Most Googled in 2012: Whitney, PSY, Sandy
LOS ANGELES (AP) — The world's attention wavered between the tragic and the silly in 2012, and along the way, millions of people searched the Web to find out about a royal princess, the latest iPad, and a record-breaking skydiver.
The late Whitney Houston was the "top trending" search of the year, according to Google's year-end "zeitgeist" report. It is Google's 12th annual roundup.
Korean rapper PSY's "Gangnam Style" music video trotted into second spot, a testament to his self-deprecating giddy-up dance move. The video is approaching a billion views on YouTube.
Superstorm Sandy, the damaging storm that knocked out power and flooded parts of the East Coast in the midst of a U.S. presidential campaign, was third.
The next biggest trending searches globally were a pair of threes: the iPad 3 tablet from Apple Inc. and Diablo 3, a popular video game.
Pfizer to pay $55M in drug misbranding case
WASHINGTON (AP) — The Justice Department says Pfizer Inc. will pay $55 million to resolve allegations that its subsidiary Wyeth LLC promoted the drug Protonix for uses that were not approved by the Food and Drug Administration.
In a written statement from its New York office, Pfizer, which acquired Wyeth in October 2009 years after the alleged misconduct, said that Pfizer was not a target or a subject of the case.
Wyeth obtained FDA approval to promote Protonix only for short-term treatment of erosive esophagitis. The condition is associated with gastro-esophageal reflux disease. Wyeth allegedly promoted Protonix for all forms of GERD from February 2000 to June 2001.
GERD is a condition in which food or liquid leak backwards from the stomach into the esophagus.
Pfizer's statement specifically denied allegations of wrongdoing.
New law aimed at preventing noisy commercials from appearing on TV screens
NEW YORK (AP) — TV viewing could soon sound a little calmer. The CALM Act, which limits the volume of TV commercials, goes into effect on Thursday.
CALM stands for Commercial Advertisement Loudness Mitigation. The act is designed to prevent TV commercials from blaring at louder volumes than the program content they accompany. The rules govern broadcasters as well as cable and satellite operators. The rules are meant to protect viewers from excessively loud commercials.
The Federal Communications Commission adopted the rules a year ago, but gave the industry a one-year grace period to adopt them.
Suspected violations can be reported by the public to the FCC on its website.
Indianapolis replacing non-police fleet with environmentally friendly vehicles
INDIANAPOLIS (AP) — Indianapolis is aiming to become the first major U.S. city to replace its entire fleet with environmentally friendly vehicles, in a move the mayor said is aimed at reducing the nation's reliance on foreign oil.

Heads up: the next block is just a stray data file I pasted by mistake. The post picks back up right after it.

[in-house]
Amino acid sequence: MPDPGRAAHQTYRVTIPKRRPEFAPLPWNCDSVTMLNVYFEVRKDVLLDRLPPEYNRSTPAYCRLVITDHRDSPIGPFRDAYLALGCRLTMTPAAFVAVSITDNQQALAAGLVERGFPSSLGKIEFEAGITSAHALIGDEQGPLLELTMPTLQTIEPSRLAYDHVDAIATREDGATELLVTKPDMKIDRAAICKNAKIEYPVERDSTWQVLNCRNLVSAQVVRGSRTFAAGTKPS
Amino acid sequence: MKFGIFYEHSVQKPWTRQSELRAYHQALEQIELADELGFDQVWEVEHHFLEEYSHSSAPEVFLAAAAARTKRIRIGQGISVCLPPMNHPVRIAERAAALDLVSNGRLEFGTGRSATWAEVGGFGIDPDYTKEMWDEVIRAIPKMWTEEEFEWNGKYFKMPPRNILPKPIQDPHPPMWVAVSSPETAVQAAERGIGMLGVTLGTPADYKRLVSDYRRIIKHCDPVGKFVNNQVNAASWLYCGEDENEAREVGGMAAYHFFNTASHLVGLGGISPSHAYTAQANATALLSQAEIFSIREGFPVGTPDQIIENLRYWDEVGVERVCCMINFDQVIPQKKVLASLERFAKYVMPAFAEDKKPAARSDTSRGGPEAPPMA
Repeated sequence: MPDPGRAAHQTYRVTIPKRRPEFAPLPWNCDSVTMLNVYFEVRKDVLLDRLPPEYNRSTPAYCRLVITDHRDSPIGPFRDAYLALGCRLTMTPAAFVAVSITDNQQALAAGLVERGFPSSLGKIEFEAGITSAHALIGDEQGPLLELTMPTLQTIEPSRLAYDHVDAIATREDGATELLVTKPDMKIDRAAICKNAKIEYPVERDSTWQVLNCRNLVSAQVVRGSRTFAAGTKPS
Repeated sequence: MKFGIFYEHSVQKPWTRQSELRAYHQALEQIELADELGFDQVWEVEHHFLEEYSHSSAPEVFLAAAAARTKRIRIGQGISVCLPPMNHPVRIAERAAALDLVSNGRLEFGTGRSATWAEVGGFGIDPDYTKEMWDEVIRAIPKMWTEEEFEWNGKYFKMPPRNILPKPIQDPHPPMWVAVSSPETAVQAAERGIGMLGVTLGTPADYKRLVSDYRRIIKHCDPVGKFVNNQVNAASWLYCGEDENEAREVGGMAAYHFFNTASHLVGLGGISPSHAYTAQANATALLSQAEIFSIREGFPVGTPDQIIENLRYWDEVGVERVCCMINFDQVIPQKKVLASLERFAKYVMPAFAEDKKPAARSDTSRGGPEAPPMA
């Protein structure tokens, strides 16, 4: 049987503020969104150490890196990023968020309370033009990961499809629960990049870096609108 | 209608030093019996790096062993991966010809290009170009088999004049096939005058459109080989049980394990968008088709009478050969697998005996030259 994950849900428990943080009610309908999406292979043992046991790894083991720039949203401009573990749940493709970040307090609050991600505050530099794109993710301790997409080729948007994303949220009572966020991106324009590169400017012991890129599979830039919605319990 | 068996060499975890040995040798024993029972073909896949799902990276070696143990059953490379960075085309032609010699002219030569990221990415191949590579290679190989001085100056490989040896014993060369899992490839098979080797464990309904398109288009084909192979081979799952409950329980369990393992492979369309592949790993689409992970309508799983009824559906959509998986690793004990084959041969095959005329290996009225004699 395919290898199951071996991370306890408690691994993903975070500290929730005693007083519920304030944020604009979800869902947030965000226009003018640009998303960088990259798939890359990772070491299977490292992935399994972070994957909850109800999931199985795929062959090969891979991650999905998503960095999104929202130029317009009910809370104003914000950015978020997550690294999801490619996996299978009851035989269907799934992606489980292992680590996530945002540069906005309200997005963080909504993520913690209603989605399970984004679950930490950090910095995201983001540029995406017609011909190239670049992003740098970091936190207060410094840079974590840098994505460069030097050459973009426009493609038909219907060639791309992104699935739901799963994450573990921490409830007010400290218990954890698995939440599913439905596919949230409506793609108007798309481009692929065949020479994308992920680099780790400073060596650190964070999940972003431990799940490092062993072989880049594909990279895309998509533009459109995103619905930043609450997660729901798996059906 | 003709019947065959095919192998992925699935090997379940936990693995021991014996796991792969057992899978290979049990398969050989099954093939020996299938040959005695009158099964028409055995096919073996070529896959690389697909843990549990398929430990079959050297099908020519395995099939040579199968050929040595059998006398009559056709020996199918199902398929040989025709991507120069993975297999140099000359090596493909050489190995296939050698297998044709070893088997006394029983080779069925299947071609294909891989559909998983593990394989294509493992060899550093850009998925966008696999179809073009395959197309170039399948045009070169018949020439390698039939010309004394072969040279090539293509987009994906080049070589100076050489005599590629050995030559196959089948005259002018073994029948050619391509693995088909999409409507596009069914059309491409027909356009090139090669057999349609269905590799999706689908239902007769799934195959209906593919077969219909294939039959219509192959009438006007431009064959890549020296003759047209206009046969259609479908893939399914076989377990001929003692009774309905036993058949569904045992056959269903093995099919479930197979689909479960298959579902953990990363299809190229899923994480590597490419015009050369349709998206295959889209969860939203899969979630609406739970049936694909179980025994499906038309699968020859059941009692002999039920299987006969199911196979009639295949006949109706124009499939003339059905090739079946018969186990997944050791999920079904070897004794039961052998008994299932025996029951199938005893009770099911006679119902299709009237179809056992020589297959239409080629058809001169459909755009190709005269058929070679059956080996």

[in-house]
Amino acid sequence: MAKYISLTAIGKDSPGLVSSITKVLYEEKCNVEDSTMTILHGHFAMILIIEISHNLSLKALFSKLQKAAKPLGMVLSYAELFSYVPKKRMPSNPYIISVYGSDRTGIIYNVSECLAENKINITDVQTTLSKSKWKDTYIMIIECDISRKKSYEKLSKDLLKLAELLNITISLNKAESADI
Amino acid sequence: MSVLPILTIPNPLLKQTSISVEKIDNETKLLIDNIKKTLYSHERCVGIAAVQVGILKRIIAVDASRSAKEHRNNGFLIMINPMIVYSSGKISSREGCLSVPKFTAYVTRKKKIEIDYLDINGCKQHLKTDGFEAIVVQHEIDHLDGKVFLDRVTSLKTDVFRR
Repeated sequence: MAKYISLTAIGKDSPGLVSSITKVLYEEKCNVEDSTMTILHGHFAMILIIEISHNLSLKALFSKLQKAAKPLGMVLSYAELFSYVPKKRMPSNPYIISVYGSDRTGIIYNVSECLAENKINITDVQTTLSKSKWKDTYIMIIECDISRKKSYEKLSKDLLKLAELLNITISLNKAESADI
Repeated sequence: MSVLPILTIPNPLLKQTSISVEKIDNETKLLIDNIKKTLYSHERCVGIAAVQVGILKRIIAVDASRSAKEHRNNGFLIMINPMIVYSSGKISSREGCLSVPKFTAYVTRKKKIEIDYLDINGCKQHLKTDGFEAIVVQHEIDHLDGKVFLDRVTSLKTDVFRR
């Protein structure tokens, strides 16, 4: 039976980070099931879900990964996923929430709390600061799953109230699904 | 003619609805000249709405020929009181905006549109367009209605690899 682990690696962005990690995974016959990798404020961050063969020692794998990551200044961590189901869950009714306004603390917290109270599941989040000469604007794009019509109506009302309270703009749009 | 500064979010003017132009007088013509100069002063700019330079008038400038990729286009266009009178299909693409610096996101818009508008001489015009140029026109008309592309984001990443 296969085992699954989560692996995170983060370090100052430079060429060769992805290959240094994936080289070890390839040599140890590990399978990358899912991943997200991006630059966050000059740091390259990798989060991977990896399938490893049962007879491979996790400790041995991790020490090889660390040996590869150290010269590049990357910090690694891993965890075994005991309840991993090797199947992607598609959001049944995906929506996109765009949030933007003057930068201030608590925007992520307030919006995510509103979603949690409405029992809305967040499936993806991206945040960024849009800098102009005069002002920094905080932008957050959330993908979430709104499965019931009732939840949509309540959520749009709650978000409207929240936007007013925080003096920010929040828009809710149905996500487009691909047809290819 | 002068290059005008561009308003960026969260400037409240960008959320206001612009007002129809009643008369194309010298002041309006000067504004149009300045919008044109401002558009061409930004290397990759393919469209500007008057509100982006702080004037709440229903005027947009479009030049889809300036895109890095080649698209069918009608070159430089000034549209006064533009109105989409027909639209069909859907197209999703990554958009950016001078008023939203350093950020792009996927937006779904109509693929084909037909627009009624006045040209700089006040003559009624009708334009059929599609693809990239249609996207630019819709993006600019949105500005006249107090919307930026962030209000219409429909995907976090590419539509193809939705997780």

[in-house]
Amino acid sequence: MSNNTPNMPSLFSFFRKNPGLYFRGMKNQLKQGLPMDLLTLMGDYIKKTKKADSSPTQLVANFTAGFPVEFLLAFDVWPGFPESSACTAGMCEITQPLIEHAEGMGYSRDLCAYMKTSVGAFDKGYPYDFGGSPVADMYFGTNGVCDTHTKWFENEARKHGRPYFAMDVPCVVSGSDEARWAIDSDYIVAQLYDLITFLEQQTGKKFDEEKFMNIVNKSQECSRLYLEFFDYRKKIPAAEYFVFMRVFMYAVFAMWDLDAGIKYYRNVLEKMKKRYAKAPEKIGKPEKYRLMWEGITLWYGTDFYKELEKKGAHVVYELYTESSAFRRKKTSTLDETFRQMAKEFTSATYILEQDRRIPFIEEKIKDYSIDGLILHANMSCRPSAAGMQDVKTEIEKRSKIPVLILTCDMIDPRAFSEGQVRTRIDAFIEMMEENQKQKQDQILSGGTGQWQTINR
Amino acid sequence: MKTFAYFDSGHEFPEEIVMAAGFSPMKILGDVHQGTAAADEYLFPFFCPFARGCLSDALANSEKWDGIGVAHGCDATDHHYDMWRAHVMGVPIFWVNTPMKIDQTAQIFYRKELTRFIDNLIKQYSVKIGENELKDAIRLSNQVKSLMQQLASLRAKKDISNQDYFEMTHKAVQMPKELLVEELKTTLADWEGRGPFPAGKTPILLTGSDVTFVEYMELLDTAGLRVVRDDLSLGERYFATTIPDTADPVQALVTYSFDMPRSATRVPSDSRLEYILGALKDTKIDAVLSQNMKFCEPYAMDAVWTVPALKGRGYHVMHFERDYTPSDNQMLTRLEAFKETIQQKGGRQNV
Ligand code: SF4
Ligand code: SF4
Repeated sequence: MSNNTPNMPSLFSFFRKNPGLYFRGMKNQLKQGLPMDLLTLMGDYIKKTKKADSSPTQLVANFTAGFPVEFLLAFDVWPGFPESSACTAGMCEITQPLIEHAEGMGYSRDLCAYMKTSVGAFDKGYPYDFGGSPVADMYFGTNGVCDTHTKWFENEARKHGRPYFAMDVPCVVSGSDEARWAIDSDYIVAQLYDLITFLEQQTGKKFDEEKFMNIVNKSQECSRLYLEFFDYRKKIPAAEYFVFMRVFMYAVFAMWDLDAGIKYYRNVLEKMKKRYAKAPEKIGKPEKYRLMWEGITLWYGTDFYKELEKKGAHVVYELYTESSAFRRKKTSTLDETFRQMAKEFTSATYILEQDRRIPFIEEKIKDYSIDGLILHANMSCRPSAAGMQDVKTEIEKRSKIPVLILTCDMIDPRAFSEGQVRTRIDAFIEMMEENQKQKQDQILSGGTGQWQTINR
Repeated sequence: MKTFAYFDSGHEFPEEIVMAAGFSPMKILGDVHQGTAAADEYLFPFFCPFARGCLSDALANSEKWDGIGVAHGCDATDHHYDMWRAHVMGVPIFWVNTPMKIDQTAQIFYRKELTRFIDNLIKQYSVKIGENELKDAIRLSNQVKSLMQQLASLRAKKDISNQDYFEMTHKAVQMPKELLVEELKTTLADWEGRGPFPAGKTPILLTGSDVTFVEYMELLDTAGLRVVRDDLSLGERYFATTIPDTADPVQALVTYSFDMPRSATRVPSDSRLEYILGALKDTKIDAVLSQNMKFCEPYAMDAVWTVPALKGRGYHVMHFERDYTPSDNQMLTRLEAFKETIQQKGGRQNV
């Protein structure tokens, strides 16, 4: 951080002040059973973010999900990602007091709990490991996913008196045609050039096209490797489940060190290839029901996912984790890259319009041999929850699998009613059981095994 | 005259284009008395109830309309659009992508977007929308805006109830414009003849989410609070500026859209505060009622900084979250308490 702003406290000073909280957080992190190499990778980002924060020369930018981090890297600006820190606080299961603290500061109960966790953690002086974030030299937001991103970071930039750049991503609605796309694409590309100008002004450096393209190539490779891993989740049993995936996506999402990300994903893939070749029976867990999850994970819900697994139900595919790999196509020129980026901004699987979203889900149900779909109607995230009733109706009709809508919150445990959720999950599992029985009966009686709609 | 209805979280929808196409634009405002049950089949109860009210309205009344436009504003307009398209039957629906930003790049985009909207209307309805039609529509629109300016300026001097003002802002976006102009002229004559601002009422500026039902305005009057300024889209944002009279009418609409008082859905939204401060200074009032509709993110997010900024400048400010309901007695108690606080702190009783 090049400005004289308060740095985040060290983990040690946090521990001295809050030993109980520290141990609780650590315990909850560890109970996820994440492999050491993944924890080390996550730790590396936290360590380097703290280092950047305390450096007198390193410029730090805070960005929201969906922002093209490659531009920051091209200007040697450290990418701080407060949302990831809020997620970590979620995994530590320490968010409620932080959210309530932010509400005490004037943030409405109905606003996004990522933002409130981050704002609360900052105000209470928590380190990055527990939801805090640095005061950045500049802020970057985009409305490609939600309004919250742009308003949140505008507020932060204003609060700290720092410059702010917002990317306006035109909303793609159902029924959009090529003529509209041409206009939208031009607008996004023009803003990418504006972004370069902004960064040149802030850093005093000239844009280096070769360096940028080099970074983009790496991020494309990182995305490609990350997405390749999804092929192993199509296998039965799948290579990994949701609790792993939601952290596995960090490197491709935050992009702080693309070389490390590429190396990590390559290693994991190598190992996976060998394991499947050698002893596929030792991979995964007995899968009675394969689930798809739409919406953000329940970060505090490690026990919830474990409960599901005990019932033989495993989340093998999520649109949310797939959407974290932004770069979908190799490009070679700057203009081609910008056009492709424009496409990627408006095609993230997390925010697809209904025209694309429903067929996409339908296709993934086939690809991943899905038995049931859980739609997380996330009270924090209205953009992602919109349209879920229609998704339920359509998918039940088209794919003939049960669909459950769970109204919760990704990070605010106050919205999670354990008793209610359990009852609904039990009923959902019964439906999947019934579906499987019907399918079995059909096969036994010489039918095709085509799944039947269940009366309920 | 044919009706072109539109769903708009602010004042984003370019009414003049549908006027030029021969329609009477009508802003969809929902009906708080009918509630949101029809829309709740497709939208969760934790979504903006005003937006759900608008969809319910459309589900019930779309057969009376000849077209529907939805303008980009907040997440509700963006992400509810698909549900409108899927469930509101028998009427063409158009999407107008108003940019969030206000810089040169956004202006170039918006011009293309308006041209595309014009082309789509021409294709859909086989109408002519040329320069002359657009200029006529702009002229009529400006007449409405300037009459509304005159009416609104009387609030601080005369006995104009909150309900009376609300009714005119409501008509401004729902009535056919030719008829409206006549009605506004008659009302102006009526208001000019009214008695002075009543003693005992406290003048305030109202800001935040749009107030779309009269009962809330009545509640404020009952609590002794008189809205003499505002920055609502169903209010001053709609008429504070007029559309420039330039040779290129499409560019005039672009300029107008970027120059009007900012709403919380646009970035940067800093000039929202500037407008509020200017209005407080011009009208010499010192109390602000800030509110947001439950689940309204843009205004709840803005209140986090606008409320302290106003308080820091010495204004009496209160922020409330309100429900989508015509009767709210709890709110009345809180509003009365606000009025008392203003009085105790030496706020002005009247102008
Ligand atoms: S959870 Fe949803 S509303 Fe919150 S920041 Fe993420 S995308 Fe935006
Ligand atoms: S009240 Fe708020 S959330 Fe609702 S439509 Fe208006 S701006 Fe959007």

Mayor Greg Ballard signed an executive order Wednesday requiring the city to replace its nearly 500 non-police sedans with electric or plug-in hybrid vehicles. The city also will work with the private sector to phase in snow plows, fire trucks and other heavy vehicles that run on compressed natural gas, and will ask automakers to develop a plug-in hybrid police car.
New vehicles would be purchased as older ones are retired, and the city hopes to completely swap out its current 3,100-vehicle fleet by 2025.
Ballard, a Republican and a retired Marine Corps officer who served in the Persian Gulf War, said he hopes the switch helps reduce the country's dependence on foreign oil, which he said "exacts an enormous cost financially and in terms of strategic leverage." Ballard, who took office in 2008, said he's been considering the switch for years and that technological advances have now made it possible.
Venerable capital area businessman dead at 87
ARLINGTON, Va. (AP) — Joe L. Allbritton, who became one of Washington's most influential men through a media conglomerate that included newspapers and television stations and a financial empire that once included Riggs Bank, is dead at the age of 87.
He was suffering from heart ailments and died at a hospital in Houston, where he lived, said Frederick J. Ryan Jr., president of Arlington, Va.-basedAllbritton Communications.
Allbritton's fortune was self-made, beginning with real estate trades and banking investments. Ryan said that by age 33, he was a millionaire.
His media holdings included eight television stations in seven markets, including WJLA, the ABC affiliate in Washington, D.C., whose call letters bear his initials. In an era of corporate media ownership, WJLA stood out as a family-owned station. Ryan said it is the largest privately owned ABC affiliate in the country.
Allbritton owned the now-defunct Washington Star for several years in the 1970s and his son Robert founded one of the successes of the new media era, Politico, a must-read online and print publication for political junkies.